Diary of Charles Francis Adams, volume 3

Tuesday. 11th. CFA Tuesday. 11th. CFA
Tuesday. 11th.

The Snow was thick enough to make very good sleighing, and the Streets looked very lively. I went to the Office as usual, and passed my time in writing my Journal and reading Enfield’s Philosophy, in which I made progress as far as the Cynic Philosophy. This is a very useful book and I am a little surprised I never took hold of it sooner. It has given me a better insight into the doctrines of the different Masters whose names we see perpetually in the Classics, than I ever possessed before. How much knowledge we ought to possess before even starting to read the older Authors, and yet we touch them first in boyhood when we do not even understand the Language, much less the multiplicity of allusions to mythology, philosophy, religion, habits 400and manners. No wonder there is so little taste for the Dead Languages.

My time was cut in halves by being obliged to go and see my Cousin Miss A. S. Adams who was in town, expecting to receive her Quarterly Interest. This however saved my going out of town as I had intended. After dinner I finished the Orator with which I have been on the whole edified. Though part of it is mysterious, yet it contains a vast deal of excellent matter to be practically exercised. The whole business of the choice of words, how vastly different from our Teachers. Yet who compares with Cicero in the most unerring test, success.

Evening. Began A Year in Spain, a new book by a young New York man.1 Quite lively. Continued my Catalogue and read the Tatler.

1.

Alexander Slidell Mackenzie, A Year in Spain, Boston, 1829.

Wednesday. 12th. CFA Wednesday. 12th. CFA
Wednesday. 12th.

Morning cloudy and mild, but it cleared off and became colder during the day. I went to the Office as usual, and with a few interruptions was engaged in arranging my Accounts which are very much in want of assistance, and in reading Enfield in which I made considerable progress. But this broken way of reading the Book makes it much less profitable and instructive than if I could have a continuity of time. My visitors were Mr. Forbes, Stable Keeper to be paid, a person about one of the Tenements and Mr. Sega about a subscription.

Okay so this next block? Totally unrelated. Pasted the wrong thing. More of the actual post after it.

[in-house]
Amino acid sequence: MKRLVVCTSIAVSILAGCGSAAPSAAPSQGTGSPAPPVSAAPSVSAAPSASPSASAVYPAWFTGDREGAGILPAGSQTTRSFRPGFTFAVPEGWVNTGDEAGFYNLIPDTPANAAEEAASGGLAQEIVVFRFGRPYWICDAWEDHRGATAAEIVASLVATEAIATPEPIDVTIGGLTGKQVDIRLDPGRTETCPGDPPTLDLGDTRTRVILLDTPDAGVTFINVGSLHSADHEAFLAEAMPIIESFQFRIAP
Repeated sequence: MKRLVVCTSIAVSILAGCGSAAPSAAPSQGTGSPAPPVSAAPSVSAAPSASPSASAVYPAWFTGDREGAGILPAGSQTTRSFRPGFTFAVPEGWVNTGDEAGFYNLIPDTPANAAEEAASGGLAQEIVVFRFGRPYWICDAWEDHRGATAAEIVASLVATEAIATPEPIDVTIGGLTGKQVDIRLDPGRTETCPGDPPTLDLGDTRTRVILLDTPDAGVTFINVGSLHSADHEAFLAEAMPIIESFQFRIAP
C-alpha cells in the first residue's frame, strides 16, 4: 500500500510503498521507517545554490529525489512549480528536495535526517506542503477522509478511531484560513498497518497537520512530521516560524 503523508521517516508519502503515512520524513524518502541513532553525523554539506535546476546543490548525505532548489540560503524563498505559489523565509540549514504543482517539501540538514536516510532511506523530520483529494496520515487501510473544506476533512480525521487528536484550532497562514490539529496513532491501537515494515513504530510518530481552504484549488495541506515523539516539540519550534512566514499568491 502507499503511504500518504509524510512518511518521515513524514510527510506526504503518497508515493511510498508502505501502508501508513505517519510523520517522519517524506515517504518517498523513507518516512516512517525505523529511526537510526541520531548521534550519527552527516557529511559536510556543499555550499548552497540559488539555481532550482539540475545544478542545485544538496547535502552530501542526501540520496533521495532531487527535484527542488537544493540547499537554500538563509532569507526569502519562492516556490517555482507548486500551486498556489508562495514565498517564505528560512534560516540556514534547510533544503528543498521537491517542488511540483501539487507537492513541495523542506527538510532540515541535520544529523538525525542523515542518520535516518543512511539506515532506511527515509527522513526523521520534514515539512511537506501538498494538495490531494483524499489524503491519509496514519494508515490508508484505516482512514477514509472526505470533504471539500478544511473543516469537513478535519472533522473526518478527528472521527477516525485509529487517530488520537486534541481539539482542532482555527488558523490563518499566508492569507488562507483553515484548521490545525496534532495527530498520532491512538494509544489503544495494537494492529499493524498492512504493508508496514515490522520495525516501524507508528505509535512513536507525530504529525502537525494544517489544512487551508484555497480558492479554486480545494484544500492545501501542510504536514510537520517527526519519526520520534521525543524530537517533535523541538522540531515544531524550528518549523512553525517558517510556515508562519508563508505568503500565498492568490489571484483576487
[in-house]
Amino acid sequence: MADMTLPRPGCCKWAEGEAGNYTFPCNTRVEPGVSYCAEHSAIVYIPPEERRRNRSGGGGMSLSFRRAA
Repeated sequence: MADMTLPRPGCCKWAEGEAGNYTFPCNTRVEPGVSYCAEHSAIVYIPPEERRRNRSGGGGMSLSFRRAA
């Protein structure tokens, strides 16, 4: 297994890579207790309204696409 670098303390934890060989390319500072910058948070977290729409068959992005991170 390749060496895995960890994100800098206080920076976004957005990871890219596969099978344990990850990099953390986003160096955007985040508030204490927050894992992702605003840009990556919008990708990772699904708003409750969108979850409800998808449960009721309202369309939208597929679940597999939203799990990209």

Returned home after taking a walk, and had Mr. Brooks to dine with us. After he went away, I pursued my study of Cicero by beginning the Topica, addressed to Trebatius, and owing to the great difficulty I had in understanding the great variety of allusions to their particular habits and laws, I thought ten Sections quite a Quantity of Work. Evening at home, reading French and continuing the very spirited book on Spain. After which, I continued my Catalogue which has arrived at W. and read two Numbers of the Tatler.

Thursday. 13th. CFA Thursday. 13th. CFA
Thursday. 13th.

The Season began again to show itself this morning in a severe degree of Cold. I went to the Office as usual, and from thence to an Auction Room where were to be sold two or three books that I wanted very much.1 It is my rule to buy no books, yet how often I infringe upon it. Today however I really did not repent, for such a work as Middleton’s Life of Cicero is to me almost necessary in my present pursuit and certainly beneficial.2 To keep a work of that kind out of the Athenaeum would be impossible so long as I must want it, and to 401buy a good Copy of it at Auction prices is rare. I also obtained Guthrie’s translation of Cicero’s Offices,3 which is a valuable though not so very desirable an acquisition. Read Enfield at my Office and finished the History of the Ionic School which is a principal branch of Ancient Philosophy. But the Book must be often referred to, in order to fix the knowledge I acquire.

After dinner, reading the rest of the Topica, which is short, in this case a recommendation for it is both dry and difficult. Much of it the same with what is found in the books de Inventione and both taken from Aristotle. I began to review them also, for one reading does but clear the way. Evening, continued reading the book upon Spain, and much pleased with it. After which, I worked upon the Catalogue, until I brought it down to X which is cheering. Also read the usual numbers of the Tatler.

1.

The sale of “a collection of valuable books” began at 9:30 a.m. in Cunningham’s Auction Room at Milk and Federal streets (Boston Daily Advertiser, 13 Jan., p. 3, col. 5).

2.

CFA’s copy is in MQA; see vol. 2:200.

3.

The copy in MQA with CFA’s bookplate is of the edition published at London in 1820.